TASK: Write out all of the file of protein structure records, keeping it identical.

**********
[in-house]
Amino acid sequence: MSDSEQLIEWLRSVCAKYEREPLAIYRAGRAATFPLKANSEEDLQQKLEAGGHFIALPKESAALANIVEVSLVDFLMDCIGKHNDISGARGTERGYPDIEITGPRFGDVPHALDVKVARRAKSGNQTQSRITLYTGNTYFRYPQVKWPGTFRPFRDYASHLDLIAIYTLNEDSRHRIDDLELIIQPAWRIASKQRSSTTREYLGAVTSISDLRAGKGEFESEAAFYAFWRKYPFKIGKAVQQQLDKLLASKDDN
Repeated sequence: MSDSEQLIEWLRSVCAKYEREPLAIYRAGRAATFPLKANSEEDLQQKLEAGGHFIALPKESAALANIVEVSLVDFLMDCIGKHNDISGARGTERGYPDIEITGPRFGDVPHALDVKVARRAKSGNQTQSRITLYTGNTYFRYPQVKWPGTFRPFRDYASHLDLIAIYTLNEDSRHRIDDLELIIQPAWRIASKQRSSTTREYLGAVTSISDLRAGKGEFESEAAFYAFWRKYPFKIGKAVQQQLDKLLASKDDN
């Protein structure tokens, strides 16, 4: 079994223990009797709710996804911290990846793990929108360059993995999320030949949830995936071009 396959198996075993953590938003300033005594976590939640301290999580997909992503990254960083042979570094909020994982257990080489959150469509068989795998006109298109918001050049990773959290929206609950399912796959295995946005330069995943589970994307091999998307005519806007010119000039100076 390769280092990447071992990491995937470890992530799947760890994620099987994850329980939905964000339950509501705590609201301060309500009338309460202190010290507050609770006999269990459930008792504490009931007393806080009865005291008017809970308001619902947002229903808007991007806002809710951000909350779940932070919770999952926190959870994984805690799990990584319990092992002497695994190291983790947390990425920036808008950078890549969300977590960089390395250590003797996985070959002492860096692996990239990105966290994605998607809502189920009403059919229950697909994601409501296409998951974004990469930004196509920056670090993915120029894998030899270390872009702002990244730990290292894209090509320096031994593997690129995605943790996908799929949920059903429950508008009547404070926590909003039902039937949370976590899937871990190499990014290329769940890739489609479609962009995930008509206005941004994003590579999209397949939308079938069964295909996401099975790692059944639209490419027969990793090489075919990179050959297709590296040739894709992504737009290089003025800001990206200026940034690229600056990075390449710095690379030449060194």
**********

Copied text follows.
[in-house]
Amino acid sequence: MSDSEQLIEWLRSVCAKYEREPLAIYRAGRAATFPLKANSEEDLQQKLEAGGHFIALPKESAALANIVEVSLVDFLMDCIGKHNDISGARGTERGYPDIEITGPRFGDVPHALDVKVARRAKSGNQTQSRITLYTGNTYFRYPQVKWPGTFRPFRDYASHLDLIAIYTLNEDSRHRIDDLELIIQPAWRIASKQRSSTTREYLGAVTSISDLRAGKGEFESEAAFYAFWRKYPFKIGKAVQQQLDKLLASKDDN
Repeated sequence: MSDSEQLIEWLRSVCAKYEREPLAIYRAGRAATFPLKANSEEDLQQKLEAGGHFIALPKESAALANIVEVSLVDFLMDCIGKHNDISGARGTERGYPDIEITGPRFGDVPHALDVKVARRAKSGNQTQSRITLYTGNTYFRYPQVKWPGTFRPFRDYASHLDLIAIYTLNEDSRHRIDDLELIIQPAWRIASKQRSSTTREYLGAVTSISDLRAGKGEFESEAAFYAFWRKYPFKIGKAVQQQLDKLLASKDDN
């Protein structure tokens, strides 16, 4: 079994223990009797709710996804911290990846793990929108360059993995999320030949949830995936071009 396959198996075993953590938003300033005594976590939640301290999580997909992503990254960083042979570094909020994982257990080489959150469509068989795998006109298109918001050049990773959290929206609950399912796959295995946005330069995943589970994307091999998307005519806007010119000039100076 390769280092990447071992990491995937470890992530799947760890994620099987994850329980939905964000339950509501705590609201301060309500009338309460202190010290507050609770006999269990459930008792504490009931007393806080009865005291008017809970308001619902947002229903808007991007806002809710951000909350779940932070919770999952926190959870994984805690799990990584319990092992002497695994190291983790947390990425920036808008950078890549969300977590960089390395250590003797996985070959002492860096692996990239990105966290994605998607809502189920009403059919229950697909994601409501296409998951974004990469930004196509920056670090993915120029894998030899270390872009702002990244730990290292894209090509320096031994593997690129995605943790996908799929949920059903429950508008009547404070926590909003039902039937949370976590899937871990190499990014290329769940890739489609479609962009995930008509206005941004994003590579999209397949939308079938069964295909996401099975790692059944639209490419027969990793090489075919990179050959297709590296040739894709992504737009290089003025800001990206200026940034690229600056990075390449710095690379030449060194």